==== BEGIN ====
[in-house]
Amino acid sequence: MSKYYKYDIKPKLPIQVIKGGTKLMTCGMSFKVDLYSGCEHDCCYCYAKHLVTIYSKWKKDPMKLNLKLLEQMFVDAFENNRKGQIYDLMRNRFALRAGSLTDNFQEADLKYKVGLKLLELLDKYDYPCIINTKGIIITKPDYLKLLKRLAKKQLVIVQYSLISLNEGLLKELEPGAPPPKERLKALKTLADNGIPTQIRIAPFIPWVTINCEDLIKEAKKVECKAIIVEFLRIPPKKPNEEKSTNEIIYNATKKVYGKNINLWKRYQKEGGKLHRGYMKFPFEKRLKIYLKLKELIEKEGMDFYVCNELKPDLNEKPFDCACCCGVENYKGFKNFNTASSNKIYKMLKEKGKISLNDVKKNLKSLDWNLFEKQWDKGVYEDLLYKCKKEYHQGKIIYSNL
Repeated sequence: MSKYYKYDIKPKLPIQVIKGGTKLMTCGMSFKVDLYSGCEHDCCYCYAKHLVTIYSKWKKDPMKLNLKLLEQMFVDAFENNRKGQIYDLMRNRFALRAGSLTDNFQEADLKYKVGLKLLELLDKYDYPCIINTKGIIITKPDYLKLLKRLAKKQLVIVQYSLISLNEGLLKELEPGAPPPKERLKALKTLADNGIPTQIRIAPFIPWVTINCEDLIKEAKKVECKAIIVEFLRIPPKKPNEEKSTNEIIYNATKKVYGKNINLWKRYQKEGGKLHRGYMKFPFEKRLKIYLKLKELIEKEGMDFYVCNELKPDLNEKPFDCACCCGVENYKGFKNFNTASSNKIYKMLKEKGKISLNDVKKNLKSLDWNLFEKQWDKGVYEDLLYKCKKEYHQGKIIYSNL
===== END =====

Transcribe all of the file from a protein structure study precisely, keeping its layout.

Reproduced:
[in-house]
Amino acid sequence: MSKYYKYDIKPKLPIQVIKGGTKLMTCGMSFKVDLYSGCEHDCCYCYAKHLVTIYSKWKKDPMKLNLKLLEQMFVDAFENNRKGQIYDLMRNRFALRAGSLTDNFQEADLKYKVGLKLLELLDKYDYPCIINTKGIIITKPDYLKLLKRLAKKQLVIVQYSLISLNEGLLKELEPGAPPPKERLKALKTLADNGIPTQIRIAPFIPWVTINCEDLIKEAKKVECKAIIVEFLRIPPKKPNEEKSTNEIIYNATKKVYGKNINLWKRYQKEGGKLHRGYMKFPFEKRLKIYLKLKELIEKEGMDFYVCNELKPDLNEKPFDCACCCGVENYKGFKNFNTASSNKIYKMLKEKGKISLNDVKKNLKSLDWNLFEKQWDKGVYEDLLYKCKKEYHQGKIIYSNL
Repeated sequence: MSKYYKYDIKPKLPIQVIKGGTKLMTCGMSFKVDLYSGCEHDCCYCYAKHLVTIYSKWKKDPMKLNLKLLEQMFVDAFENNRKGQIYDLMRNRFALRAGSLTDNFQEADLKYKVGLKLLELLDKYDYPCIINTKGIIITKPDYLKLLKRLAKKQLVIVQYSLISLNEGLLKELEPGAPPPKERLKALKTLADNGIPTQIRIAPFIPWVTINCEDLIKEAKKVECKAIIVEFLRIPPKKPNEEKSTNEIIYNATKKVYGKNINLWKRYQKEGGKLHRGYMKFPFEKRLKIYLKLKELIEKEGMDFYVCNELKPDLNEKPFDCACCCGVENYKGFKNFNTASSNKIYKMLKEKGKISLNDVKKNLKSLDWNLFEKQWDKGVYEDLLYKCKKEYHQGKIIYSNL